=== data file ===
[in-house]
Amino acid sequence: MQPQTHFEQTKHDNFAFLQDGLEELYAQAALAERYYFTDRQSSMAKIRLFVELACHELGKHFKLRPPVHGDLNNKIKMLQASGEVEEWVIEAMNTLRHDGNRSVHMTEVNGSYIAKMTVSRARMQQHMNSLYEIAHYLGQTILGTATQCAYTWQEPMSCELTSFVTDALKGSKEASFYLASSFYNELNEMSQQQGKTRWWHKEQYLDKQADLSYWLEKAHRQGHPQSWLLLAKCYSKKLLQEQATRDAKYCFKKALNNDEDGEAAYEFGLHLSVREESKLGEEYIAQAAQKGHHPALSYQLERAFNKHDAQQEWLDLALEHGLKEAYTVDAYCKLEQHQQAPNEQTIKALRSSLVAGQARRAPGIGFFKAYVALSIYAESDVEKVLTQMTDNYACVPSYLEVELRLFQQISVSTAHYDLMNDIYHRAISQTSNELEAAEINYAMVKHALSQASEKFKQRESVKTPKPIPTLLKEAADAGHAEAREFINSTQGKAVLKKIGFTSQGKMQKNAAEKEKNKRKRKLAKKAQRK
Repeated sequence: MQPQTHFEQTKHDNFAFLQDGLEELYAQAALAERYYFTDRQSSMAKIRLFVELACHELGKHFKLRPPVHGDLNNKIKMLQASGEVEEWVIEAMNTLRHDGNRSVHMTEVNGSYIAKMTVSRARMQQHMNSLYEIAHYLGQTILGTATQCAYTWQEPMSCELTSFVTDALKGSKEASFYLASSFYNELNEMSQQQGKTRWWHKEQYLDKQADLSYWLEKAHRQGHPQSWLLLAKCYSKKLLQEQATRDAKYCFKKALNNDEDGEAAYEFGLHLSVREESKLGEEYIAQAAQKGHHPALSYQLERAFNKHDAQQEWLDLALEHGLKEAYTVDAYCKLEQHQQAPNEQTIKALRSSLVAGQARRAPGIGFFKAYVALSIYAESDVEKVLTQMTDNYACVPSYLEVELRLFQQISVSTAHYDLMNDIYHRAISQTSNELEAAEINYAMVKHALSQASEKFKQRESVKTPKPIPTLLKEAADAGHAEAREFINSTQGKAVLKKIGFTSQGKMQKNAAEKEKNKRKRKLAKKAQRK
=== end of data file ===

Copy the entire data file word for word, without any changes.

[in-house]
Amino acid sequence: MQPQTHFEQTKHDNFAFLQDGLEELYAQAALAERYYFTDRQSSMAKIRLFVELACHELGKHFKLRPPVHGDLNNKIKMLQASGEVEEWVIEAMNTLRHDGNRSVHMTEVNGSYIAKMTVSRARMQQHMNSLYEIAHYLGQTILGTATQCAYTWQEPMSCELTSFVTDALKGSKEASFYLASSFYNELNEMSQQQGKTRWWHKEQYLDKQADLSYWLEKAHRQGHPQSWLLLAKCYSKKLLQEQATRDAKYCFKKALNNDEDGEAAYEFGLHLSVREESKLGEEYIAQAAQKGHHPALSYQLERAFNKHDAQQEWLDLALEHGLKEAYTVDAYCKLEQHQQAPNEQTIKALRSSLVAGQARRAPGIGFFKAYVALSIYAESDVEKVLTQMTDNYACVPSYLEVELRLFQQISVSTAHYDLMNDIYHRAISQTSNELEAAEINYAMVKHALSQASEKFKQRESVKTPKPIPTLLKEAADAGHAEAREFINSTQGKAVLKKIGFTSQGKMQKNAAEKEKNKRKRKLAKKAQRK
Repeated sequence: MQPQTHFEQTKHDNFAFLQDGLEELYAQAALAERYYFTDRQSSMAKIRLFVELACHELGKHFKLRPPVHGDLNNKIKMLQASGEVEEWVIEAMNTLRHDGNRSVHMTEVNGSYIAKMTVSRARMQQHMNSLYEIAHYLGQTILGTATQCAYTWQEPMSCELTSFVTDALKGSKEASFYLASSFYNELNEMSQQQGKTRWWHKEQYLDKQADLSYWLEKAHRQGHPQSWLLLAKCYSKKLLQEQATRDAKYCFKKALNNDEDGEAAYEFGLHLSVREESKLGEEYIAQAAQKGHHPALSYQLERAFNKHDAQQEWLDLALEHGLKEAYTVDAYCKLEQHQQAPNEQTIKALRSSLVAGQARRAPGIGFFKAYVALSIYAESDVEKVLTQMTDNYACVPSYLEVELRLFQQISVSTAHYDLMNDIYHRAISQTSNELEAAEINYAMVKHALSQASEKFKQRESVKTPKPIPTLLKEAADAGHAEAREFINSTQGKAVLKKIGFTSQGKMQKNAAEKEKNKRKRKLAKKAQRK